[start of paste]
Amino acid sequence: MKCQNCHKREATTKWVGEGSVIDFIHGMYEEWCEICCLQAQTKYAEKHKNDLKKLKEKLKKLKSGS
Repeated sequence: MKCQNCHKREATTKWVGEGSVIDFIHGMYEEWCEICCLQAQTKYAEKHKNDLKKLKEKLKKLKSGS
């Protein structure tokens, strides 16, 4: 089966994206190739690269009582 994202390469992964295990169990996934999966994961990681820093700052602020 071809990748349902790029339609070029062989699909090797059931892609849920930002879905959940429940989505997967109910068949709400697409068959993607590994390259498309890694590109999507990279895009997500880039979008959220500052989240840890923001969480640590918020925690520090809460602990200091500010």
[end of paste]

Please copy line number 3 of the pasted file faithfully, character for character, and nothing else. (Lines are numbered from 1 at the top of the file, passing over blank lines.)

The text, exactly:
């Protein structure tokens, strides 16, 4: 089966994206190739690269009582 994202390469992964295990169990996934999966994961990681820093700052602020 071809990748349902790029339609070029062989699909090797059931892609849920930002879905959940429940989505997967109910068949709400697409068959993607590994390259498309890694590109999507990279895009997500880039979008959220500052989240840890923001969480640590918020925690520090809460602990200091500010």